site-specific wallpaper print, commissioned for The Lay of the Land, provides an immer- sive view inside the former Governor’s Palace in Lomé, Togo. While Gbré’s photographs of West African capitals are devoid of people, they remain dense with information about the connections between architecture and national consciousness.
In her three series Sahel Gris, At the Wall, and Metropolis, Mame-Diarra Niang investi- gates the plasticity of territory in Dakar and Johannesburg. Using flat color planes and rhythmic geometric patters as raw material, Niang organizes compositions around the horizon line as she moves from location to location. Wandering through a new housing development in Dakar, Niang shot the entire series Sahel Gris in one hour. She contin- ued her exploration of the city in At the Wall, driving through Dakar and photographing continuously from a taxi window. Progressing from the periphery to the center, Niang’s most recent series, Metropolis, renders Johannesburg with bold strokes of color, dizzy- ing patterns, and the abstracted forms of monumental urban structures. Through the juxtaposition of these series, Niang re-draws the map of a new city, reframing her own territory within a mythological landscape.
Edson Chagas (b. 1977, Luanda, Angola; lives and works in Luanda) studied photogra- phy at the University of Newport in Wales, London College of Communication, Escola Técnica de Imagem e Comunicação in Portugal, and Centro Comunitário de Arcena in Portugal. In November 2015, Chagas will be featured in Ocean of Images: New Photog- raphy 2015 at the Museum of Modern Art. His work has been shown in group exhibitions including the 11th Novo Banco award exhibition at the Museu Coleção Berdardo, Lisbon (2015); Journal, Institute of Contemporary Art, London (2014); No Fly Zone. Unlimited Mileage, Faust, Hannover, Germany (2014); and the traveling exhibition The Divine Com- edy: Heaven, Hell, Purgatory revisited by Contemporary African Artists (2014–2015). A selection from the series Found Not Taken was awarded the Golden Lion for the Angolan Pavilion at the 55th Venice Biennale in 2013.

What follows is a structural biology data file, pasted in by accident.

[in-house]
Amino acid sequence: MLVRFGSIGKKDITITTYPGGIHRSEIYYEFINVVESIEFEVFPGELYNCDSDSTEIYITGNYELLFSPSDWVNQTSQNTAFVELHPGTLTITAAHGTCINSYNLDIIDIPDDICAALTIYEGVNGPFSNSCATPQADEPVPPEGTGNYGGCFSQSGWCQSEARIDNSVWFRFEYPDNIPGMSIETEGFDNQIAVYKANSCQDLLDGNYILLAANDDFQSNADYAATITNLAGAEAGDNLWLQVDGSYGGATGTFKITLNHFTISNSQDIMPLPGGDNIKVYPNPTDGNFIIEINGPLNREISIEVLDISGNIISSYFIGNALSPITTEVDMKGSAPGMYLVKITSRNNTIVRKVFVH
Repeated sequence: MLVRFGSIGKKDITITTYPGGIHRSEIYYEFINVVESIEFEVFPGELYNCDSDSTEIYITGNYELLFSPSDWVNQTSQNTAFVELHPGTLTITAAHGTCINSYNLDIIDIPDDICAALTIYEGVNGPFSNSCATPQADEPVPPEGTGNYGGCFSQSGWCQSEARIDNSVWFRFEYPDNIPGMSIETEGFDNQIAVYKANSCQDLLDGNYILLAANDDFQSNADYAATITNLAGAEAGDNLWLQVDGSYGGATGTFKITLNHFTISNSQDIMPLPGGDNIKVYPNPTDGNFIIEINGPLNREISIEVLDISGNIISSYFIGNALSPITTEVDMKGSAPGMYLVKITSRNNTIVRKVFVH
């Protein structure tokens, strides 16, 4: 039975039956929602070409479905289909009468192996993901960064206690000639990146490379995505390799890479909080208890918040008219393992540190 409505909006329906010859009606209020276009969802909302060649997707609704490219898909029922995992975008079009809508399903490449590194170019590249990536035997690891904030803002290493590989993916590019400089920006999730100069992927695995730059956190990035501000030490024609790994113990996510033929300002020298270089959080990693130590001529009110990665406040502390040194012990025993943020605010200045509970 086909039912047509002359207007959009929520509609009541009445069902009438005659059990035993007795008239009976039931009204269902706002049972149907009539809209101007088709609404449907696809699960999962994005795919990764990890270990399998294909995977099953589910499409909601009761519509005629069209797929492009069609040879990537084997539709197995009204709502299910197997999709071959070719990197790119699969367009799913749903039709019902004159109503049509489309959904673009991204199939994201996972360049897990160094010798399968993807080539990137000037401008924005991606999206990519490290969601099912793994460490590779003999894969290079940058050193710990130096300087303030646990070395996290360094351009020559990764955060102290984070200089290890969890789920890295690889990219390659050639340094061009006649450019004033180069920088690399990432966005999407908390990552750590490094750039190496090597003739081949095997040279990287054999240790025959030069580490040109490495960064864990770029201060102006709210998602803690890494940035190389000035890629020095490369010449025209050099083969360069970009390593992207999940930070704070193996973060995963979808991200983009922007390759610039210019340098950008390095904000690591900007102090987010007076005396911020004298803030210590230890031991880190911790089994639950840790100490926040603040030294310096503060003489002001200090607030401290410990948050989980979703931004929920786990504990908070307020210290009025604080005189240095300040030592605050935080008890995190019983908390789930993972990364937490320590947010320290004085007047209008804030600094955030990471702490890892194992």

François-Xavier Gbré (b. 1978, Lille, France; lives and works in Abidjan, Côte d’Ivoire) studied photography at the École Supérieure des Métiers Artistiques in Montpellier and later worked in fashion and design photography in Milan. Gbré’s work has been present- ed in solo and group exhibitions including The Past is a Foreign Country, Cantor Fitzger- ald Gallery, Haverford College (2015); Abroad, Art Twenty One, Lagos, Nigeria (2014); Surfaces and Fragments, Galerie Cécile Fakhoury, Abidjan, Côte d’Ivoire (2013, 2014); DAK’ART: The 11th Dakar Biennale, Dakar, Senegal (2014); FLOW, Kyoto City University of Arts Gallery, Japan (2014); New Africa, Kulte Editions, Casablanca, Morocco (2014); We Face Forward: Art from West Africa Today, Whitworth Art Gallery, Manchester, U.K. (2012); Rencontres de Bamako–The African Biennale of Photography (2009, 2011); and Uproot- ing the Gaze, Brighton Photo Fringe, U.K. (2010).
Mame-Diarra Niang (b. 1982 Lyon, France; lives and works in Paris and Dakar), a self- taught artist and photographer, was raised between Côte d’Ivoire, Senegal, and France. Niang’s work has been featured in solo shows at Stevenson Gallery, Johannesburg (2014) and Institut Français, Dakar (2013), and group shows including Cosmos Arles Books, Rencontres d’Arles, Arles, France (2015); Nine Artists, Stevenson Gallery, Cape Town (2015); Dakar Biennale Off (2014); and Le Piéton de Dakar at the Institut Français of Dakar (2013).